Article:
The Supreme Court may weigh in on President Trump’s executive order temporarily suspending travel to the United States from six nations known for fostering Islamic terrorism. On Thursday, the Trump administration filed emergency applications asking the court to block two lower court rulings against the “travel ban” executive order.
Almost as soon as President Trump issued the order to suspend the highly controversial — and equally dangerous — refugee program, the backlash began. One motion after another was filed to block his order and for more than four months, the case has bounced from federal court to federal court. On May 25, the Fourth Circuit Court of Appeals in Richmond, Virginia, upheld a ruling from a lower court in Maryland blocking the executive order from taking effect.
The Ninth Circuit Court of Appeals had already ruled against the executive order in a separate motion in February.
President Trump revised his original executive order — from late January — by issuing a new order on March 6. That order temporarily suspended travel into the United States from six nations known as hotbeds of Islamic terrorism: Iran, Libya, Somalia, Sudan, Syria, and Yemen. The original order also included Iraq.
To put in the for-what-it's-worth column, a report released soon after Trump issued his original order shows that “72 individuals from the seven countries covered in President Trump's vetting executive order have been convicted in terror cases since the 9/11 attacks.” At least 17 of those convicted terrorists were here as refugees.
In asking the Supreme Court to hear the case, the Trump administration hopes to settle the matter and begin enforcing a balanced and reasonable policy of protecting the United States from those who pose a real danger.
In a statement about the emergency applications to the nine justices, Justice Department spokeswoman Sarah Isgur Flores said, “We have asked the Supreme Court to hear this important case and are confident that President Trump’s executive order is well within his lawful authority to keep the nation safe and protect our communities from terrorism.”
Of course, the justices will also likely consider whether statements Trump made on the campaign trail about Muslims have any bearing on claims that the executive order amounts to a “Muslim ban.” And while the liberal mainstream media has made much of what part candidate Trump’s words play in President Trump’s actions, the fact is, it shouldn’t matter.
The only real issue here should be the legality of the order. And since the order rests on the legal framework of previous actions that were not considered unconstitutional, it is more than a little strange that this action is being challenged. Part of that legal framework includes the Visa Waiver Program Improvement and Terrorist Travel Prevention Act of 2015 that clarified “the grounds for ineligibility for travel to the United States regarding terrorism risk, to expand the criteria by which a country may be removed from the Visa Waiver Program, to require the Secretary of Homeland Security to submit a report on strengthening the Electronic System for Travel Authorization to better secure the international borders of the United States and prevent terrorists and instruments of terrorism from entering the United States, and for other purposes.”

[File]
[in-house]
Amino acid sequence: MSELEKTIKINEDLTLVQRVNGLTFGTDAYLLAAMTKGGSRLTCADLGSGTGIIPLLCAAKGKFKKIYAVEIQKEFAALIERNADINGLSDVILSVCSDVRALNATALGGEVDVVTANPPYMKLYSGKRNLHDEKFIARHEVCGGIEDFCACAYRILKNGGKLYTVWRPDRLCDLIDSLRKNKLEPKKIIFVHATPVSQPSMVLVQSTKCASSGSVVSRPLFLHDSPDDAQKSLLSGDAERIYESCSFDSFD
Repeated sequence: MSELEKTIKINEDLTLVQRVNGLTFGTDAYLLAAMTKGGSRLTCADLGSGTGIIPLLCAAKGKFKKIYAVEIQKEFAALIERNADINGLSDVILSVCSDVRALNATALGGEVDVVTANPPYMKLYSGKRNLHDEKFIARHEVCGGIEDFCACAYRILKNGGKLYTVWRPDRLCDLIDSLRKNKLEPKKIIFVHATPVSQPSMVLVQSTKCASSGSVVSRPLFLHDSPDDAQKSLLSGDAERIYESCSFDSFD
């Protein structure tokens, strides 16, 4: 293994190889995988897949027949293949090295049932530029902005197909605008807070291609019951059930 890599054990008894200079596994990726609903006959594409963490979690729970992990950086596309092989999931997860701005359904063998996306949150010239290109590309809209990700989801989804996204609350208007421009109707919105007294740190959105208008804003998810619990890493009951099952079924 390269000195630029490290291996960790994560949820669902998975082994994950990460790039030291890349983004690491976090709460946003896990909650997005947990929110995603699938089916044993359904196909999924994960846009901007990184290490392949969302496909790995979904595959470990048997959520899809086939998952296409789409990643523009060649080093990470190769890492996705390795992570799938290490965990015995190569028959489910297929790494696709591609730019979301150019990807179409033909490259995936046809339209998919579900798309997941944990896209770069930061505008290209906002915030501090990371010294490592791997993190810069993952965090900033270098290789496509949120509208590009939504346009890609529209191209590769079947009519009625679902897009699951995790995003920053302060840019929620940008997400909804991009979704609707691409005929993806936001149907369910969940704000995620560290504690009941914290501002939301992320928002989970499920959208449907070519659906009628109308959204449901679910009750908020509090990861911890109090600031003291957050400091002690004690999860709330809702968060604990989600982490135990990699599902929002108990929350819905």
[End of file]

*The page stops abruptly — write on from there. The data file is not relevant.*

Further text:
When President Obama signed that bill into law, it was not challenged as “unconstitutional,” “racist,” or as a “Muslim ban.” In fact, it was celebrated as “a sign the administration is moving away from a policy seen as discriminatory.”
Furthermore, in 2011, after it was discovered (to the surprise of no one paying attention) that terrorists who had actually fought against U.S. soldiers in Iraq had gained entry into the United States as “refugees” and were planning attacks here, Obama’s State Department quietly halted all refugees from Iraq for a period of six months. That action was also not seen as as a “Muslim ban” nor was it challenged in the courts.
The court filings include a statement from Acting Solicitor General Jeff Wall, pointing out the lack of anything resembling normal in the way the courts have meddled in affairs outside of their sphere. He also highlighted the fact that there is more at stake here that just this one executive order. He wrote: "This order has been the subject of passionate political debate. But whatever one’s views, the precedent set by this case for the judiciary’s proper role in reviewing the president’s national-security and immigration authority will transcend this debate, this Order, and this constitutional moment."
As Trump’s executive order has worked its way through the labyrinth of federal courts, there was little doubt that it was headed to the Supreme Court. The court is expected to hear the case reasonably soon, and should it rule in favor of the Trump administration, the executive order would go into effect immediately. If not, it is either back to the drawing board to try — again — to craft an executive order that will stand up to the double standard the Left passes off as scrutiny, or America will continue to gamble national security with a refugee program that invites terrorists to move here.